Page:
One advantage that CSP has is the ability to add thermal storage and provide power up to 24 hours a day.[14] Gemasolar, in Spain, was the first to provide 24 hour power.[15]

CSP in Europe (MWpeak)[16]
# Country 2007 2008 2009 2010 2011 2012
1 Spain 10 60 231.4 531.4 1,151.4 2,108.5
2 Italy 0 0 0 5 5 5
3 France 0 0 0 0.5 0.75 0.75
EU27 (MWp) 10 60 231.4 537 1157.25 2114.25


Solar thermal[edit]

Over the next 10 years the European solar thermal will grow on average at a rate of 15% per annum. According to the National Renewable Energy Action Plans the total solar thermal capacity in the EU will be 102 GW in 2020 (while 14 GW in 2006).[2]

In June 2009, the European Parliament and Council adopted the Directive on the promotion of the use of energy from Renewable Energy Sources (RES). For the first time, heating and cooling accounting for half of the final energy demand will be covered by a European directive promoting renewable energies. The overall renewable target is legally binding but renewable mix is free. According to the delivered national plans the highest of solar heating markets during 2010-2020 will be in Italy, Germany, France, Spain and Poland in respect to the national target in 2020 and capacity increase. Top countries per capita will be Cyprus, Greece, Austria, Italy and Belgium.[2]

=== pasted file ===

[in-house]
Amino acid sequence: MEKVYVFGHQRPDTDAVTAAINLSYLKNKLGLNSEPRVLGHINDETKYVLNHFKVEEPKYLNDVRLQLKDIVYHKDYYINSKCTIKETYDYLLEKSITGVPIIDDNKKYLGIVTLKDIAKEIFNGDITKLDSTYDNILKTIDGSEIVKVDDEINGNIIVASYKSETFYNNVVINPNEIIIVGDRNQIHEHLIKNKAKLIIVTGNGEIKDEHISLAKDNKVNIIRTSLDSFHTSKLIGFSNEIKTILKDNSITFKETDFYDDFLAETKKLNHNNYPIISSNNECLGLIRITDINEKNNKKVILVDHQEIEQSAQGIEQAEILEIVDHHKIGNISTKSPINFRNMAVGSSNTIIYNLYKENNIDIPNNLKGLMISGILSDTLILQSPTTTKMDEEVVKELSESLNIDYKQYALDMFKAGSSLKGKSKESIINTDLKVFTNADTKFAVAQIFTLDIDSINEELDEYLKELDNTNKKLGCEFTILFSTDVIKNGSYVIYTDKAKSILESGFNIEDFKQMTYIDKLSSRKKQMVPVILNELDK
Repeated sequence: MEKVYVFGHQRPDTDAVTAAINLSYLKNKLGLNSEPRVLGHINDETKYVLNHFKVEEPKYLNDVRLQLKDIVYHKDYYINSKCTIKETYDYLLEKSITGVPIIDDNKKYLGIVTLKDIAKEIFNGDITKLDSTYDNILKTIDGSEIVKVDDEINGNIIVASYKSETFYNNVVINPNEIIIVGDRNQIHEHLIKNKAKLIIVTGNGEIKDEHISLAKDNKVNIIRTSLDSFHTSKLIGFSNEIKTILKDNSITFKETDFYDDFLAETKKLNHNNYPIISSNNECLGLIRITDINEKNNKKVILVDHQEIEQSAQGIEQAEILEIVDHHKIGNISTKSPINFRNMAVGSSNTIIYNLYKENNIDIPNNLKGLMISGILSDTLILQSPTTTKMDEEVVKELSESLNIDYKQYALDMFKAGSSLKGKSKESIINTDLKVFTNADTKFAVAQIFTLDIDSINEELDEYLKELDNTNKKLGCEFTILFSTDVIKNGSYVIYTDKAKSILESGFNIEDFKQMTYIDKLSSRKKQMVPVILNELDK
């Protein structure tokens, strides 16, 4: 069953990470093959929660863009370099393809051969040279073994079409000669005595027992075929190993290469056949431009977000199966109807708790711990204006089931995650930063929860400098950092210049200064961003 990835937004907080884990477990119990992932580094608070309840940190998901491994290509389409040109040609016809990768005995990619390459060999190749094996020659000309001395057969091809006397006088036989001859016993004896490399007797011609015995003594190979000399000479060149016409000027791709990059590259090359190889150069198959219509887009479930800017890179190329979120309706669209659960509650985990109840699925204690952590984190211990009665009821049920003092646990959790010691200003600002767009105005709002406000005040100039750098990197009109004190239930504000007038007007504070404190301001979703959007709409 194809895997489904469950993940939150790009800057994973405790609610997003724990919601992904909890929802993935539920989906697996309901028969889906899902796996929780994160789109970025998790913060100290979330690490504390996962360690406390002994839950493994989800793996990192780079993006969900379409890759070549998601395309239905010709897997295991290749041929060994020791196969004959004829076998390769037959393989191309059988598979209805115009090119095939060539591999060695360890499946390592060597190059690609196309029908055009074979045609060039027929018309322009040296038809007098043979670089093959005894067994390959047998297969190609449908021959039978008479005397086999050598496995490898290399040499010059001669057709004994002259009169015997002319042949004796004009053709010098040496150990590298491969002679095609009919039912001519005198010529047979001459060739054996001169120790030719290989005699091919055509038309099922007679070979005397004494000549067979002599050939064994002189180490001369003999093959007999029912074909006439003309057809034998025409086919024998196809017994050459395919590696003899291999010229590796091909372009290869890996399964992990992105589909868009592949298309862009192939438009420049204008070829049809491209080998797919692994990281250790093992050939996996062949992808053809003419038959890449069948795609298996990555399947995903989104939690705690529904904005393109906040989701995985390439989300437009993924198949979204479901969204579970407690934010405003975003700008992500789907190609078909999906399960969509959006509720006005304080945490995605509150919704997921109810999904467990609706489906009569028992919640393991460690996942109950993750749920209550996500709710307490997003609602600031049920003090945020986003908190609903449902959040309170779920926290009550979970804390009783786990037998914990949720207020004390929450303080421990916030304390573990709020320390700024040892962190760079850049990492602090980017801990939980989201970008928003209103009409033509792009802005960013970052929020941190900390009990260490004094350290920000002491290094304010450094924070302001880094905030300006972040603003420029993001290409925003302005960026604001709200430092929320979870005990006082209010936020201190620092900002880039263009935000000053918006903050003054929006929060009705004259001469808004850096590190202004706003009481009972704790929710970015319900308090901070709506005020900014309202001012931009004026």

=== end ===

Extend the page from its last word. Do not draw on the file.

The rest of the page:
In some European countries the solar thermal market is still in its infancy. Bulgaria, Denmark, Netherlands, Sweden, and United Kingdom have extremely low targets in their plans. Estonia, Finland, Latvia, and Romania have not included solar thermal in their national plans at all.[2]

Solar heating is the usage of solar energy to provide space or water heating. Worldwide the use was 88 GWthermal in 2005. Growth potential is enormous. The EU have been second after China in the installations. If all EU countries had used solar thermal as enthusiastically as the Austrians, the EU’s installed capacity would have been 91 GWth (130 million m2, far beyond the target of 100 million m2 by 2010, set by the White Paper in 1997. In 2005 solar heating in the EU was equivalent to more than 686,000 tons of oil. ESTIF’s minimum target is to produce solar heating equivalent to 5,600,000 tons of oil (2020). A more ambitious, but feasible, target is 73 millions tons of oil per year (2020) – a lorry row spanning 1,5 times around the globe.[17]

Solar heating in Europe* (MWthermal)[18][19][20][21][22]
# Country Total
2008
Total
2009
Total
2010
Total
2011
1  Germany 7,766 9,036 9,831 10,496
2  Greece 2,708 2,853 2,855 2,861
3  Austria 2,268 3,031 3,227 2,792
4  Italy 1,124 1,410 1,753 2,152
5  Spain 988 1,306 1,543 1,659
6  France 1,137 1,287 1,470 1,277
7  Netherlands 254 285 313 332
8  Portugal 223 395 526 547
9  Cyprus 485 490 491 499
10  Czech Republic 116 148 216 265
11  Poland 254 357 459 637
12  Denmark 293 339 379 409
13  United Kingdom 270 333 374 460
14  Sweden 202 217 227 236
15  Belgium 188 204 230 226
16  Slovenia 96 111 116 123